Known for his expressive interiors, urban landscapes, portraits and figures, Timothy J. Clark’s watercolors, oils and drawings are in more than twenty museum collections, including the permanent collections at the Smithsonian/National Portrait Gallery in Washington D.C, the Butler Institute of American Art in Youngstown, Ohio, the City Museum of New York, the Library of Congress Works on Paper, and Maine’s Farnsworth Art Museum. His work has been featured in solo and group exhibitions from Hawaii to Istanbul’s Topkapi Museum.
Lois Wagner Fine Arts presents Timothy J. Clark’s Poetic Realism: Recent Watercolors at Godel & Co. Fine Art in New York April 1 – 22, 2016. Art historian and former museum director Christopher Crosman wrote of the exhibition, “Clark reminds us that watercolor is about how time looks and feels, special moments that can simultaneously resonate with the past but be brought close to a consoling present through a master’s knowing touch.”
In 2015, Clark’s paintings were celebrated in a solo exhibition, Timothy J. Clark: In the Presence of Sacred Light, at the Loyola University Museum of Art (LUMA) in Chicago. Leo J. O’Donovan, S. J., wrote of the work, “Clark probes the creative act itself, the ‘otherness’ it offers, the mystery of appear-ing (not mere appearance) – the sacred”.
A solo exhibition of Clark’s watercolors, Timothy J. Clark, opened at Southern California’s Laguna Art Museum November 4, 2012, and was extended due to popular demand through February 17, 2013. Museum Executive Director Malcolm Warner has written, “Timothy J. Clark stands among the American masters of watercolor, past and present. Along with an uncanny skill at his craft, he has a keen eye for a subject and a sure power of expression. There is no more persuasive argument for watercolor as an art form than a Timothy J. Clark exhibition.”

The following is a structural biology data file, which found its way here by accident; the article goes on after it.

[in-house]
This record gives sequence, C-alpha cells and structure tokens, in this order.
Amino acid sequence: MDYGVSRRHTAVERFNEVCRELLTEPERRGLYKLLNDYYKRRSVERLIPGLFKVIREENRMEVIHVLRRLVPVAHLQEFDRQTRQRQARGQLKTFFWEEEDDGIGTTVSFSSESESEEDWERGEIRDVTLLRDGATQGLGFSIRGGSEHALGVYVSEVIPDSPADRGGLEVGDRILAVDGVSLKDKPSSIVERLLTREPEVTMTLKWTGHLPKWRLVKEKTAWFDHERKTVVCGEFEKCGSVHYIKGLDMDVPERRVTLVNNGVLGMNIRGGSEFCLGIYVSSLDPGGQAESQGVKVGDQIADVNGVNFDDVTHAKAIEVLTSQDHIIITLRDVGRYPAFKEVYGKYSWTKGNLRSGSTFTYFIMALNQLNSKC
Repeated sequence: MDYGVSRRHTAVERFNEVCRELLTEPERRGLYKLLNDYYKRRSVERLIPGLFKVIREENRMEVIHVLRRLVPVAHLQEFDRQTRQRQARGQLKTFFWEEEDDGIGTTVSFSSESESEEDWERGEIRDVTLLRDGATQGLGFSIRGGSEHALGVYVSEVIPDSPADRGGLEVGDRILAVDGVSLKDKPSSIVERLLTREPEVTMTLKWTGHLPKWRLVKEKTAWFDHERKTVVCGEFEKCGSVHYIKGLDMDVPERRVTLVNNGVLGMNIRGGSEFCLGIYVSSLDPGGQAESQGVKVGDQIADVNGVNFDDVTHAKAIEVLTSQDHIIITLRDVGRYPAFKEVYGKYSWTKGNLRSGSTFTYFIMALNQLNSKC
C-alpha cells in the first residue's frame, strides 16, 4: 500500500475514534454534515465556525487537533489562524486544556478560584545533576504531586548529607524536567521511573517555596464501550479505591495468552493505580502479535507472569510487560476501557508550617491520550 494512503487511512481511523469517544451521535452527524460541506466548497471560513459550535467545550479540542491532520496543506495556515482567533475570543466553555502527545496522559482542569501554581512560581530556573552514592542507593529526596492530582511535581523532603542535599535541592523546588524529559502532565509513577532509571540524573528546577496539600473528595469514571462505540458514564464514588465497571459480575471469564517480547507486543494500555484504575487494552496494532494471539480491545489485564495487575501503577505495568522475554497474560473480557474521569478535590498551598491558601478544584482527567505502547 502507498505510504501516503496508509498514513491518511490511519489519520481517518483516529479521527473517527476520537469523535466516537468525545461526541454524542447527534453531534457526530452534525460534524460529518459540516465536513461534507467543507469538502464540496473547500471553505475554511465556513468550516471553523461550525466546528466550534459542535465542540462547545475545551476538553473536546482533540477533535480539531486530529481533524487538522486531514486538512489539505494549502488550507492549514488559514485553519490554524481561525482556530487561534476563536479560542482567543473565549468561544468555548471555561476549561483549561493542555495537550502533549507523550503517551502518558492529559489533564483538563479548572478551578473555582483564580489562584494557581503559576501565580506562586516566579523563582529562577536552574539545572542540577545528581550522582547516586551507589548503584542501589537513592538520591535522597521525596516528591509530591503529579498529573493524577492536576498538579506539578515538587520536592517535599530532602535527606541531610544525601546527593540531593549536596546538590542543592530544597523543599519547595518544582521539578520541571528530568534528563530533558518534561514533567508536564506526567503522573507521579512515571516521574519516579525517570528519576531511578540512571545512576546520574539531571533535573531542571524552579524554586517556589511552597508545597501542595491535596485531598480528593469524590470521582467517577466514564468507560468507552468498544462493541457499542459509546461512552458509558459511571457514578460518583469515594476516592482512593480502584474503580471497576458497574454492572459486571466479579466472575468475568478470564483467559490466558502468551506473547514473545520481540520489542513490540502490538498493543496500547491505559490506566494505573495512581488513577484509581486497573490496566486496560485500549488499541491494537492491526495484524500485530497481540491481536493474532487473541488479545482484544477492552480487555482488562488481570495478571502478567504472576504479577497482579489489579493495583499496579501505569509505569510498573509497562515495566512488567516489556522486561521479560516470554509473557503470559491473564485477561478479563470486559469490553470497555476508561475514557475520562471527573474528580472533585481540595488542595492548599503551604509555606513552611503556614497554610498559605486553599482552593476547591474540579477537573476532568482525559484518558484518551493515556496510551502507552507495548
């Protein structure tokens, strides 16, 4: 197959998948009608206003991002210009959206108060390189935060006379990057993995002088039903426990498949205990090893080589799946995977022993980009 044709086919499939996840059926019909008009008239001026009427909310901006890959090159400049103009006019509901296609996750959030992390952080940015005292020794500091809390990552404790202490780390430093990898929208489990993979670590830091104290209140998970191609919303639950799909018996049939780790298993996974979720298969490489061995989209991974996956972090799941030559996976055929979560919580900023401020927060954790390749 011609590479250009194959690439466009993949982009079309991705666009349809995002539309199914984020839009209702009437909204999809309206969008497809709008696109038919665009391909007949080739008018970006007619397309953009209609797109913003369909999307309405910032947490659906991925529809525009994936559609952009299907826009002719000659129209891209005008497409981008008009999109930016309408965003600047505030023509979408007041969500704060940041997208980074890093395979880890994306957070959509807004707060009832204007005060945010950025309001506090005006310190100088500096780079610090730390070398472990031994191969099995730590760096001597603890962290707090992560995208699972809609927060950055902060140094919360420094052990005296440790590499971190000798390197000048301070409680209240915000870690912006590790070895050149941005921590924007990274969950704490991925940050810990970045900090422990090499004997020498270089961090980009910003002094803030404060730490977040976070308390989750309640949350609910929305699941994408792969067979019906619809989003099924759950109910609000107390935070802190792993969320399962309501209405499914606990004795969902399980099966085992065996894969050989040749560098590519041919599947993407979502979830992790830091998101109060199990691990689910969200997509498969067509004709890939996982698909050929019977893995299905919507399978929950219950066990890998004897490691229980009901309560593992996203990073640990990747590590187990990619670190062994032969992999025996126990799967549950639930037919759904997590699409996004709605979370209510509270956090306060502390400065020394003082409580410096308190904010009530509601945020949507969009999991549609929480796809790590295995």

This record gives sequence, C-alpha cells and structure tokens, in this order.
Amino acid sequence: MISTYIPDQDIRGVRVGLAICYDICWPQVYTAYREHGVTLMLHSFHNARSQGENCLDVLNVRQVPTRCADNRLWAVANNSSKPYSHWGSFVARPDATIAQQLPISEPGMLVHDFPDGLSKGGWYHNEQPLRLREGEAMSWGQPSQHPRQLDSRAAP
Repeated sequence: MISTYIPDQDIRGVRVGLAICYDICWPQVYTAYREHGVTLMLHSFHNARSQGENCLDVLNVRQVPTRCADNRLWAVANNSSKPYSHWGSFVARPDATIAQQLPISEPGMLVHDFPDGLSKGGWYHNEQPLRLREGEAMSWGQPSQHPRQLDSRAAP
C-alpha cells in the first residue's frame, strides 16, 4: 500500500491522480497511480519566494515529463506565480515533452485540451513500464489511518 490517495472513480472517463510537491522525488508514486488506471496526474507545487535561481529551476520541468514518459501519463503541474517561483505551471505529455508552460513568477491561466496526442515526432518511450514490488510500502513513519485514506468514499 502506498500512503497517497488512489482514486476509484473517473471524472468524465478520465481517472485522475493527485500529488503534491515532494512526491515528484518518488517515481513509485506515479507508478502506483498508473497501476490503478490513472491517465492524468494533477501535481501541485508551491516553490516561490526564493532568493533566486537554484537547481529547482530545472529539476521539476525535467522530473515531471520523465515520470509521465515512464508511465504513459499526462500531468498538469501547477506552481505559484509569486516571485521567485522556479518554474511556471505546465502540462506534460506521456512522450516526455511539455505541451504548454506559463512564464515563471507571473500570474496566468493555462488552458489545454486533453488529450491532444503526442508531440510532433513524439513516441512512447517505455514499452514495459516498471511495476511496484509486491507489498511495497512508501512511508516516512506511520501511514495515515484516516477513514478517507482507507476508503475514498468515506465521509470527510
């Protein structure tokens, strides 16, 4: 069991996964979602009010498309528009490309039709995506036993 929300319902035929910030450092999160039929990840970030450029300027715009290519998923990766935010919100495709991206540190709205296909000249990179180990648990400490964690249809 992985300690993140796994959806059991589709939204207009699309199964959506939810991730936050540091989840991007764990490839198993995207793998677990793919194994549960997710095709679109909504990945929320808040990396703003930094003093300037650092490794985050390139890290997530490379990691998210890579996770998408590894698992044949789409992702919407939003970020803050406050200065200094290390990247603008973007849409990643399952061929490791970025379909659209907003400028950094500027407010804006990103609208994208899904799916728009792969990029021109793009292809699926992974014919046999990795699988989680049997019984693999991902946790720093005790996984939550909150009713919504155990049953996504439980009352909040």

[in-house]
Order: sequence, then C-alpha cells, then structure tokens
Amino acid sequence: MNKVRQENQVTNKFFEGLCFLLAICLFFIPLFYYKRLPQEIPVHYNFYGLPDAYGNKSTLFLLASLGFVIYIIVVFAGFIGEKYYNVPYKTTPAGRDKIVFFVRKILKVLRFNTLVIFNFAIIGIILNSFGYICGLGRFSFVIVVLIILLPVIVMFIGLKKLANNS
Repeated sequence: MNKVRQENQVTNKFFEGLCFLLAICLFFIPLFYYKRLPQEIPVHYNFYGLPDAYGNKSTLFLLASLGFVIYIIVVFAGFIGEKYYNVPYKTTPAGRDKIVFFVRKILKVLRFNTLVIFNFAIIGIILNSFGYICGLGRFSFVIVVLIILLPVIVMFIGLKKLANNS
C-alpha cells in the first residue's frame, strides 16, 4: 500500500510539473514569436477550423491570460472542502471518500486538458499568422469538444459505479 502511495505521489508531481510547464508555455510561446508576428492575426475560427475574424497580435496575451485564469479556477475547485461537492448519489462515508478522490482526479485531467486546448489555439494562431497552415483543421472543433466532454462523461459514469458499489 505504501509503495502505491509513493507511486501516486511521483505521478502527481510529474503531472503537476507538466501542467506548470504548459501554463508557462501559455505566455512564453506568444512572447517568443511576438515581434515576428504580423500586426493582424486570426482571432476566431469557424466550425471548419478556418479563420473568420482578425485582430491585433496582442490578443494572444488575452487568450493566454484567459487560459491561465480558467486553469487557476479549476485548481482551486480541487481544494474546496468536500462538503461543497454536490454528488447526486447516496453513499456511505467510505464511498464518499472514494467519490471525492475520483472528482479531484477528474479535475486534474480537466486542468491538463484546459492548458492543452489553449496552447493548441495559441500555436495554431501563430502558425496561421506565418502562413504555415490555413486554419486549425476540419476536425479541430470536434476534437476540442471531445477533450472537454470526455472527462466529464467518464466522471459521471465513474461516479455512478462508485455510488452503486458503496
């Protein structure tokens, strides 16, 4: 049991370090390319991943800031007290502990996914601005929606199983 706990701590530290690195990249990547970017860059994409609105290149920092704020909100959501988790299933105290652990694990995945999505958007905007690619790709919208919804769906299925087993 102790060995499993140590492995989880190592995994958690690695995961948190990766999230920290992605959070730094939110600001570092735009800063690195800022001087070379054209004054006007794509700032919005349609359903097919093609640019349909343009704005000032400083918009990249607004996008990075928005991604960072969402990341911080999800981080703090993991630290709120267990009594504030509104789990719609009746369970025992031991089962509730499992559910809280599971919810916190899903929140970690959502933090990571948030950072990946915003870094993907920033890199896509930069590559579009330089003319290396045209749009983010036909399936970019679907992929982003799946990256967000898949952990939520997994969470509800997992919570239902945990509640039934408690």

Curator and art historian Gene Cooper wrote of the artist’s work for his 2011 solo exhibition at the Nevada Museum of Art: “Like Rembrandt, Clark’s dramatic light penetrates the rich darkness of the interior core evoking a sense of mysterious presence.” Art historian Lisa E. Farrington, Ph. D., in the 2008 book, Timothy J. Clark, speaks of the artist’s paintings as “diffidently profound documents of human existence,” and she notes his “almost uncanny ability to infuse rudimentary and inert objects…with something akin to a human soul.” Fine Art Connoisseur magazine has called Timothy J. Clark “a living master”.
Clark lectured for several years at Yale University’s Graduate School in Rome, and is on the faculty at the Art Students League of New York. He maintains studios in Capistrano Beach, California, New York City, and West Bath, Maine.